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History

History

The village of Rockton was incorporated in 1872 and the Town Hall erected in 1893 at a cost of three thousand dollars. By this time, the village had grown from a small settlement in 1836 to a town boasting many businesses and industries, a railroad which connected them to the outside world, schools, a newspaper, a library, and several churches.

Stephen Mack Jr.

The first known white settler in the area was Vermont native Stephen Mack Jr., who came from Detroit as an agent of the American Fur Company. After a short stay near Grand Detour he arrived here around 1835 with his Native American wife, Hononegah. A brief stay at Bird’s Grove, now Hononegah Forest Preserve, was followed by a move to a bluff on the south side of the river near the confluence of the Rock and the Pecatonica where he hoped to build a permanent settlement. The area was first known as Pecatonica and later called Macktown. The large frame home he built there in 1839 for his family still stands along with the limestone trading post built by Mr. William Whitman, both a part of the Macktown Living History Education Center.

The Talcott Family

The Talcott Family

Shortly after Mack’s arrival, William Talcott and his son Thomas arrived from Rome, NY. They too were attracted by the prospect of water power and chose to settle on the north bank of the Rock. Historical records of the Talcotts, including those who arrived later (Sylvester, Wait, Samuel, and Henry) with their families can be found at the Rockton Township Historical Society museum.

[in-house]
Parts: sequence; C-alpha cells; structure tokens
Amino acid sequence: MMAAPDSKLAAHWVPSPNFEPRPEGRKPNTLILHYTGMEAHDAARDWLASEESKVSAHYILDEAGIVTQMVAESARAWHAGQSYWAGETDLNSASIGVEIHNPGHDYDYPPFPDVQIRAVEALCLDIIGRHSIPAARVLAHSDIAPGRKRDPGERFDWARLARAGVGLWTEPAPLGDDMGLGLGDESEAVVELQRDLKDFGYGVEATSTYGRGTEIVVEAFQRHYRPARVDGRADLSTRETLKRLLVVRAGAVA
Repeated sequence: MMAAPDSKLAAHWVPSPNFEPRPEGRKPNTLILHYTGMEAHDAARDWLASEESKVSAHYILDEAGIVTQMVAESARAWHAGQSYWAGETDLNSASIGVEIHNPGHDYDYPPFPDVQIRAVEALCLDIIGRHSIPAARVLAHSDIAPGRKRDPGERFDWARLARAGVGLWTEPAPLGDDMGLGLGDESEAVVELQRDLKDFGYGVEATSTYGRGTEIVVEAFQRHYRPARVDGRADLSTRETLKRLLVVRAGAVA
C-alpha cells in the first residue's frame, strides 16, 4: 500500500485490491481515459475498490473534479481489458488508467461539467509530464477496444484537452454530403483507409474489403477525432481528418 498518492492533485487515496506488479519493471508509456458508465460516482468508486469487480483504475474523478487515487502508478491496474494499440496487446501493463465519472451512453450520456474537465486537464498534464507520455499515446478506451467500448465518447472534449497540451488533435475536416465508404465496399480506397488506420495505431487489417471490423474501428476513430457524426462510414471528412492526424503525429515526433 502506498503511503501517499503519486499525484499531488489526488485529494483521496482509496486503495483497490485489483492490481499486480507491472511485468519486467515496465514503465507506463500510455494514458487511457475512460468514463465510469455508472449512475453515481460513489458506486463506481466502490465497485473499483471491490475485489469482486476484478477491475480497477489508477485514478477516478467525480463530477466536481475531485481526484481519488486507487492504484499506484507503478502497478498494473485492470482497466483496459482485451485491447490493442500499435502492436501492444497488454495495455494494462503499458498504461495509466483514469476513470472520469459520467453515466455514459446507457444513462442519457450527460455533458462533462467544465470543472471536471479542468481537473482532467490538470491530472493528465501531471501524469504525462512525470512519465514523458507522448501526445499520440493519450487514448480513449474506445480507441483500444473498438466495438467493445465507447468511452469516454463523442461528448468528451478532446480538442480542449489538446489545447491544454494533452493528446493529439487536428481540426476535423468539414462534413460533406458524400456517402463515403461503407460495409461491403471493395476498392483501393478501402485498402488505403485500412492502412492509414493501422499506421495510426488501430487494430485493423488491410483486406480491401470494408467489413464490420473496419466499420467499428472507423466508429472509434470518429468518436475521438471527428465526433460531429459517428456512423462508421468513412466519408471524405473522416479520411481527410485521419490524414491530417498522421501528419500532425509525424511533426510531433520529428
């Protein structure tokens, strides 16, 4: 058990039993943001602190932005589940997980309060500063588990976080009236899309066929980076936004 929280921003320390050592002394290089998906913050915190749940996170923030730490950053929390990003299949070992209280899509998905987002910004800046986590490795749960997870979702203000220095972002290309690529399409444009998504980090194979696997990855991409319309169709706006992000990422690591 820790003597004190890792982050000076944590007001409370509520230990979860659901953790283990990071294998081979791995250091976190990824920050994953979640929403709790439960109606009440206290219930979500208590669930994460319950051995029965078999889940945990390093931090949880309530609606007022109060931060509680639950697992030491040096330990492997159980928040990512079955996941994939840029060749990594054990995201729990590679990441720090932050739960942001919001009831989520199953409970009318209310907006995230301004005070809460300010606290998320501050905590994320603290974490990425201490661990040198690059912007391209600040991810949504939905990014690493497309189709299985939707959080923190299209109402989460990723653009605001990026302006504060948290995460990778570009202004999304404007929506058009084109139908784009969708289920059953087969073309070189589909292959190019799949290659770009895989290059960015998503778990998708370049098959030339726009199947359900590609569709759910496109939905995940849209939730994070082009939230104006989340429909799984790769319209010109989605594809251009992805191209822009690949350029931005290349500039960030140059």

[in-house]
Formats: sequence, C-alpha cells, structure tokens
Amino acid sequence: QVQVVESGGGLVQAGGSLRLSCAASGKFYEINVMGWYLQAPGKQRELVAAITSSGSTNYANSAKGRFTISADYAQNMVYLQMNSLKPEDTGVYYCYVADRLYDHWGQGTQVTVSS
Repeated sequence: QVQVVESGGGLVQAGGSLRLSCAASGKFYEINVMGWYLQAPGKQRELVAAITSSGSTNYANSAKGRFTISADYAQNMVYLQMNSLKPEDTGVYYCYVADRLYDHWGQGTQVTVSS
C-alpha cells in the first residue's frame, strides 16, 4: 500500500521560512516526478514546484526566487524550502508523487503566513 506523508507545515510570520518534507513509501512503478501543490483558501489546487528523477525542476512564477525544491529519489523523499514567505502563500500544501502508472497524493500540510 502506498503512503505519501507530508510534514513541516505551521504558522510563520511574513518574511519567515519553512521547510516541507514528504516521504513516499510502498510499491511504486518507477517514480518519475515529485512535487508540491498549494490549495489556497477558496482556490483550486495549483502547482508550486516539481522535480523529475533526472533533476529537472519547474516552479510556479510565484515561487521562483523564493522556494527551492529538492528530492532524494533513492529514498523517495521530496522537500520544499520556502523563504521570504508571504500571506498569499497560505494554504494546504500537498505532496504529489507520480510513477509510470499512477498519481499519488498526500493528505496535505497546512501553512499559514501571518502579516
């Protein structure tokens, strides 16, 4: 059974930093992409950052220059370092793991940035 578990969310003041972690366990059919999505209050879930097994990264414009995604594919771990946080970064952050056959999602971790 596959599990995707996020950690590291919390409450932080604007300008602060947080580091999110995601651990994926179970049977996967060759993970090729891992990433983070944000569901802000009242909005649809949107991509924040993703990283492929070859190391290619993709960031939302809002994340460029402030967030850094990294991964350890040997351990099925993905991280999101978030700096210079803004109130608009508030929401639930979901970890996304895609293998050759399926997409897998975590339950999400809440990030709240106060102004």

The Talcott influence can be seen throughout the village, from the Talcott Free Library to the landmark Old Stone Church organized in 1837 as the Congregational Church. Early maps showing the locations of various mills for grinding grain, sawing lumber, making paper and so on, as well as an 1860s era Webber Angle Sieve separator manufactured at a mill on the race in Rockton, are on display at the local historical society museum.

Wagon Wheel Resort

No history of Rockton is complete without the mention of Walt Williamson’s Wagon Wheel Resort, begun as a gas station, small tourist court and hamburger stand in 1936. The resort grew to include a rustic lodge with three hundred and fifty guest rooms including the Bridal Suite with a Swan Bed, numerous restaurants, Candy Kitchen, barber and beauty shops, gift shops, bowling alley, tennis court, two swimming pools, stable and riding trails, golf course and adjacent air strip. The Wagon Wheel was the go-to spot for both locals and celebrities alike. Visitors from surrounding states and the Chicago area traveled long distances to enjoy the entertainment and activities. It was perhaps best known for its indoor skating rink as the training spot for Olympic skater, Janet Lynn. The Wagon Wheel Cardinals professional hockey team was the 1963 National Champion team. While its physical presence is no longer a part of Rockton, the memories of “The Wheel” linger in items on display at the historical society museum and in a yearly “Remembering the Wagon Wheel” day held there.

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